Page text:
The pathogenic protozoan parasite Entamoeba histolytica, the cause of amebic dysentery and amebic liver abscess, is an obligate anaerobe, and derives energy from the fermentation of glucose to ethanol with pyruvate and acetyl coenzyme A as intermediates. We have isolated EhADH2, a key enzyme in this pathway, that is a NAD+- and Fe2+-dependent bifunctional enzyme with acetaldehyde dehydrogenase and alcohol dehydrogenase activities. EhADH2 is the only known eukaryotic member of a newly defined family of prokaryotic multifunctional enzymes, which includes the Escherichia coli AdhE enzyme, an enzyme required for anaerobic growth of E. coli. Because of the critical rule of EhADH2 in the amebic fermentation pathway and the lack of known eukaryotic homologues of the EhADH2 enzyme, EhADH2 represents a potential target for antiamebic chemotherapy. However, screening of compounds for antiamebic activity is hampered by the cost of large scale growth of Ent. histolytica, and difficulties in quantitating drug efficacy in vitro. To approach this problem, we expressed the EhADH2 gene in a mutant strain of E. coli carrying a deletion of the adhE gene. Expression of EhADH2 restored the ability of the mutant E. coli strain to grow under anaerobic conditions. By screening compounds for the ability to inhibit the anaerobic growth of the E. coli/EhADH2 strain, we have developed a rapid assay for identifying compounds with anti-EhADH2 activity. Using bacteria to bypass the need for parasite culture in the initial screening process for anti-parasitic agents could greatly simplify and reduce the cost of identifying new therapeutic agents effective against parasitic diseases.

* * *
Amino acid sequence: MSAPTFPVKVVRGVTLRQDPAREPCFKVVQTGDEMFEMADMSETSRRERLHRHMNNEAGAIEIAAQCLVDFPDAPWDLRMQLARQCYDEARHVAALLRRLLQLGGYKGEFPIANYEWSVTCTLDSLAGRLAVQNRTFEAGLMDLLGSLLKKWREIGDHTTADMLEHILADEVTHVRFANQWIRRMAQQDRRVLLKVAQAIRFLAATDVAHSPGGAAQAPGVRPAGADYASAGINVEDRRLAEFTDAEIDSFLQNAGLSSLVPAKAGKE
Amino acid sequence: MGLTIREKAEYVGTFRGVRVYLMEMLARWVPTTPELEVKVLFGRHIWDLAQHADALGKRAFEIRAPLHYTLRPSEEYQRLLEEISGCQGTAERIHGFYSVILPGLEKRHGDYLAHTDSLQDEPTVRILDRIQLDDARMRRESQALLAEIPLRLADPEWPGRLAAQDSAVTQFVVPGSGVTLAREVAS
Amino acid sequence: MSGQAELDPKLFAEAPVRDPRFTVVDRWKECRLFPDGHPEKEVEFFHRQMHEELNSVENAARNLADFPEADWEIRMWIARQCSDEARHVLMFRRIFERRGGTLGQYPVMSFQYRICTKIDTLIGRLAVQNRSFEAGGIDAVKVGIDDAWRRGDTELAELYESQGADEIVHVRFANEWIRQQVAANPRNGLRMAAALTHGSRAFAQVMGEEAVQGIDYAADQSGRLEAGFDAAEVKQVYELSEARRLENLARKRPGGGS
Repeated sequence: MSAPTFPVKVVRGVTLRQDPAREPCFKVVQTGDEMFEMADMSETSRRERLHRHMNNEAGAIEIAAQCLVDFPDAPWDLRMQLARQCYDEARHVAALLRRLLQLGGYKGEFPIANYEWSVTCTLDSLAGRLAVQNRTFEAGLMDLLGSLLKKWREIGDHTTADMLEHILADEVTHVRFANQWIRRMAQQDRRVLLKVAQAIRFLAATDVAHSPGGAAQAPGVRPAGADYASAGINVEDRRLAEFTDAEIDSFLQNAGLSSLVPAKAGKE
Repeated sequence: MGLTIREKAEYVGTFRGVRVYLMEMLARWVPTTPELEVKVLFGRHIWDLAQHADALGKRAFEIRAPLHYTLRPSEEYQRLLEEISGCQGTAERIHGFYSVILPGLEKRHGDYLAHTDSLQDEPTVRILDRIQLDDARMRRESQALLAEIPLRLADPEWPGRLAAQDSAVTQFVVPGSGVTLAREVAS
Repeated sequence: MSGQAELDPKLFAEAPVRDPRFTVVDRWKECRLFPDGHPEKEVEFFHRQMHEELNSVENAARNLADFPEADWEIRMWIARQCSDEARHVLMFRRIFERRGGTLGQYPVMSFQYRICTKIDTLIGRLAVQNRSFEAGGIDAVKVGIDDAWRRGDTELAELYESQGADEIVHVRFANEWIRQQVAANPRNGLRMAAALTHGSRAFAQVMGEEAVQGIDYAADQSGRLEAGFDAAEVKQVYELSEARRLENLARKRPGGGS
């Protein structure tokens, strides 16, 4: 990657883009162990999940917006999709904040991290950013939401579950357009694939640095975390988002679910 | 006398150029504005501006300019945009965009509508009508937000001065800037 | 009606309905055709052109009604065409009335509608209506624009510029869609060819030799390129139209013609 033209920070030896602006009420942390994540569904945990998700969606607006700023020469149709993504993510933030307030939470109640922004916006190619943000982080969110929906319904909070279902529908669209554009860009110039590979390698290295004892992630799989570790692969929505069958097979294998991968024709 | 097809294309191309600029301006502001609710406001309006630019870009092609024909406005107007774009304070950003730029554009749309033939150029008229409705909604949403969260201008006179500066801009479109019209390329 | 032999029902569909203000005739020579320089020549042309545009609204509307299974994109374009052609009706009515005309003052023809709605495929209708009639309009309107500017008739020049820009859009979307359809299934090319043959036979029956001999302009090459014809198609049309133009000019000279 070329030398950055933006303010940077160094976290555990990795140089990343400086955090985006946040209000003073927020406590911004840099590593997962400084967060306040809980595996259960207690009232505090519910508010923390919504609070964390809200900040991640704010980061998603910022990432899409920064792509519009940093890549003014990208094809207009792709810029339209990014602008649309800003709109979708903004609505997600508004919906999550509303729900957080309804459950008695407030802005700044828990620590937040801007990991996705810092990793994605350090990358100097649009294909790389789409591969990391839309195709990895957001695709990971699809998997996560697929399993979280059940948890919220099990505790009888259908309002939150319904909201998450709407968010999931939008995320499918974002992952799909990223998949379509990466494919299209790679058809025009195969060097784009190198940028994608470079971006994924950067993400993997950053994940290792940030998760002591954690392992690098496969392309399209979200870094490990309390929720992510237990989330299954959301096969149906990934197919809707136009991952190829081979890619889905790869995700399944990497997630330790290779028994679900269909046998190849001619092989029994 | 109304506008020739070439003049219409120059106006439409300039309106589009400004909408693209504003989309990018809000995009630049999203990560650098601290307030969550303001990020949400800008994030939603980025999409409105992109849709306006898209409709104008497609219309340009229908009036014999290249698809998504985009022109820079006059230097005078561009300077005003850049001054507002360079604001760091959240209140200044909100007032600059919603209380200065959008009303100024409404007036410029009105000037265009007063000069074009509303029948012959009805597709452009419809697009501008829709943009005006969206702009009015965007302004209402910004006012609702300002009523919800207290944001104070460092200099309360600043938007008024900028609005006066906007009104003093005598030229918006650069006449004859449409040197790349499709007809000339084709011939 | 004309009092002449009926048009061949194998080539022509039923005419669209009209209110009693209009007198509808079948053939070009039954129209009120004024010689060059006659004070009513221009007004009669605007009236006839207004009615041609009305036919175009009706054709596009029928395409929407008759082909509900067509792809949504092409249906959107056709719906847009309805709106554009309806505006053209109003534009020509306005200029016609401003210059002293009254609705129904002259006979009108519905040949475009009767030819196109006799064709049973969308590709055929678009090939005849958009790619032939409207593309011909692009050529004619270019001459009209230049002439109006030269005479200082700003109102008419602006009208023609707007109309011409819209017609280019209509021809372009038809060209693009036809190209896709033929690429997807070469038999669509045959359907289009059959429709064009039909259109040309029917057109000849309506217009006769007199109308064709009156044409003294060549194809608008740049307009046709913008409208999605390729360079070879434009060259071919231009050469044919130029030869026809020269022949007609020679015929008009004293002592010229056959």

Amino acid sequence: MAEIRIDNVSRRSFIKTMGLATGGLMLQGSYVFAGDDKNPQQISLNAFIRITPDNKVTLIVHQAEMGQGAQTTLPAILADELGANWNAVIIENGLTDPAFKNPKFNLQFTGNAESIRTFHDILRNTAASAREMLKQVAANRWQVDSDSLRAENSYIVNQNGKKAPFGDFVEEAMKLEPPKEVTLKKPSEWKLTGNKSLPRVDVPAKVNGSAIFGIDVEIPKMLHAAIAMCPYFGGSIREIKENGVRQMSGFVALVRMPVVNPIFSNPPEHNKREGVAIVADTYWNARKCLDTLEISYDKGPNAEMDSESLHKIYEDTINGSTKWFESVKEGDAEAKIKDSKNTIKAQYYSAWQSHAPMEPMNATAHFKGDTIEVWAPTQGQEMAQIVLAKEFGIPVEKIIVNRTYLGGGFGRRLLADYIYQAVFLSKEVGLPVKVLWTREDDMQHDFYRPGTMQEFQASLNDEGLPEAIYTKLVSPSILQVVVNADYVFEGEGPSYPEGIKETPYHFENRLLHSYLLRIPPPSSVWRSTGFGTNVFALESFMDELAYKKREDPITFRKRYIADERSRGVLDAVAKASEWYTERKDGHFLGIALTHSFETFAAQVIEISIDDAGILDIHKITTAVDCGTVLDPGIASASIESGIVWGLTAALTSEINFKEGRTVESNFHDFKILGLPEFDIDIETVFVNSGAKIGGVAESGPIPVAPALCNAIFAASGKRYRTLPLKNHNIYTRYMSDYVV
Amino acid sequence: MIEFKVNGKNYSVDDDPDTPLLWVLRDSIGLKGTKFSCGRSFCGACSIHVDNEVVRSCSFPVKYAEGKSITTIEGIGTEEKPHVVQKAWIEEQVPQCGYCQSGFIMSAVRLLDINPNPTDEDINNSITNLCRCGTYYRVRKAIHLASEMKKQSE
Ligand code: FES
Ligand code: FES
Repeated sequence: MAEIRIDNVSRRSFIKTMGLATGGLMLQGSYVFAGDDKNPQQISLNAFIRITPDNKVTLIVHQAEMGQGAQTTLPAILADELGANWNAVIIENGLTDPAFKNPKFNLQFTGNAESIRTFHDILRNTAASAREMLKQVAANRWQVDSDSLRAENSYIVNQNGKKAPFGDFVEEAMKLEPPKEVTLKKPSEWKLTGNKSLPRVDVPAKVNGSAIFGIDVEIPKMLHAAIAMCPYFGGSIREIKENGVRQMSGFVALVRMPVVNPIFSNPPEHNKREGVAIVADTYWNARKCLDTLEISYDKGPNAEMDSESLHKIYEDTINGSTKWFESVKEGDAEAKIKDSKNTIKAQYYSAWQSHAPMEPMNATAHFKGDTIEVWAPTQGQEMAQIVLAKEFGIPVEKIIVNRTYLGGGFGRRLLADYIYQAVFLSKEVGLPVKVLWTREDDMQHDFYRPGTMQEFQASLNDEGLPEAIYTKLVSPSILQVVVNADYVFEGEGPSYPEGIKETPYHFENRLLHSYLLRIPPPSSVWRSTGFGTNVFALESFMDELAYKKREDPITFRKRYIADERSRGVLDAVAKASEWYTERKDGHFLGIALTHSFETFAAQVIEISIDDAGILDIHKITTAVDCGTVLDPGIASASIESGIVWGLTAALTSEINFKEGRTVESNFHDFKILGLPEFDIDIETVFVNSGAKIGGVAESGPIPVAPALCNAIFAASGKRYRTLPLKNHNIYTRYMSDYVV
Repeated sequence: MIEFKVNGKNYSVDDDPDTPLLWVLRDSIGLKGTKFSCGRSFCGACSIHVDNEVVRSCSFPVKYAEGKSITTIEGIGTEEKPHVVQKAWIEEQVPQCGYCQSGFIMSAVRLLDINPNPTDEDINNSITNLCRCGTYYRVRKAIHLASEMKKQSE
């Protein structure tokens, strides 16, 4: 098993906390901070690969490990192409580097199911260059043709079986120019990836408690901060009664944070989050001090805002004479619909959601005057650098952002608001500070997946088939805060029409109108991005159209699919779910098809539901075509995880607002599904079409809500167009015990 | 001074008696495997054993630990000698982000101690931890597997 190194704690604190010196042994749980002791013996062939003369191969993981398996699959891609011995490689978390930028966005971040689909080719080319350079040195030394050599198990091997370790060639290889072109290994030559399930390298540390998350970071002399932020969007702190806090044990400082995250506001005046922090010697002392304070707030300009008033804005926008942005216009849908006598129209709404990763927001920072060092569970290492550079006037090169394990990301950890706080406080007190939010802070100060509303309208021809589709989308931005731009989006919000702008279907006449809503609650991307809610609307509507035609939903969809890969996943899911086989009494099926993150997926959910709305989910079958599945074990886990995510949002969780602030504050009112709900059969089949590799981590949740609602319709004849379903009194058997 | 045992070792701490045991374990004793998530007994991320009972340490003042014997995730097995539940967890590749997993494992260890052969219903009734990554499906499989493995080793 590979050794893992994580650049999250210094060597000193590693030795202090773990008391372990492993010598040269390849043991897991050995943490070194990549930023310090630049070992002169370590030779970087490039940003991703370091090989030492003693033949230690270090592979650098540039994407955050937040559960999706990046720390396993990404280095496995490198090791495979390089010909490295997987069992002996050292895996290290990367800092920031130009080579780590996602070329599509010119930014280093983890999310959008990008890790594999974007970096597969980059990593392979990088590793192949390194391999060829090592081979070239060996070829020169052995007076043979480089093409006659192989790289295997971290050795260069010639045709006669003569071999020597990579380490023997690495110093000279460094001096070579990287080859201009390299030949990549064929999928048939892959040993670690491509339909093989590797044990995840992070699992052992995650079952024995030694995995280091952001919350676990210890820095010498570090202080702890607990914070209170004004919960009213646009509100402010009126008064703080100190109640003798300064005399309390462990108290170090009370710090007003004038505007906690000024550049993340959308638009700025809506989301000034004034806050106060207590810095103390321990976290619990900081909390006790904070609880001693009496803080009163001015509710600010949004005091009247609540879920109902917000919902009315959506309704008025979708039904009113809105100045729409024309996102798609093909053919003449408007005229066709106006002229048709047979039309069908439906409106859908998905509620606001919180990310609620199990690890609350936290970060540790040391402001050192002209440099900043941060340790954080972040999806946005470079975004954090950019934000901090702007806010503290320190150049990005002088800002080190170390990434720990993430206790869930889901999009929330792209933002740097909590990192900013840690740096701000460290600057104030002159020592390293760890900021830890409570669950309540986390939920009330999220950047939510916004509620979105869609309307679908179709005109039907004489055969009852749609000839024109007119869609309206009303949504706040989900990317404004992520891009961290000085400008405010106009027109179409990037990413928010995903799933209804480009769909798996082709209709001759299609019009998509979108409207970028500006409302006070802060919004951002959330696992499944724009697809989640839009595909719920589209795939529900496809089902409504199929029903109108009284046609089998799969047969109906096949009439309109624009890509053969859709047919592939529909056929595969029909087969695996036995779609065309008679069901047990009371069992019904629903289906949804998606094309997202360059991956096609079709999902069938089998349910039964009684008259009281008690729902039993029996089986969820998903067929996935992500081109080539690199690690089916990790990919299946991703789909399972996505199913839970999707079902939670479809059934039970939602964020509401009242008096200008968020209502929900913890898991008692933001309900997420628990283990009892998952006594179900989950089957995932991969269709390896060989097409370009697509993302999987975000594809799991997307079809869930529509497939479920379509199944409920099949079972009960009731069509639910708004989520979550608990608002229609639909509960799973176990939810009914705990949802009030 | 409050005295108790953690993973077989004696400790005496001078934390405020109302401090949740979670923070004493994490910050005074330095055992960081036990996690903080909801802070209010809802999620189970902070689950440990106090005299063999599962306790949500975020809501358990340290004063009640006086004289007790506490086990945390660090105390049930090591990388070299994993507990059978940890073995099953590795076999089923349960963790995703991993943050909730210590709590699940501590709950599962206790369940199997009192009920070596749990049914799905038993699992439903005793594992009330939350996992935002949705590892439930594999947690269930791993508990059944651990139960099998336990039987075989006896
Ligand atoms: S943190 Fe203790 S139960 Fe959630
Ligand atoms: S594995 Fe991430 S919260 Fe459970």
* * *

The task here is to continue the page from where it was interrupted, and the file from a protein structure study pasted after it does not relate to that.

|Number of pages||6|
|Journal||Proceedings of the National Academy of Sciences of the United States of America|
|Publication status||Published - 1996 Jun 25|
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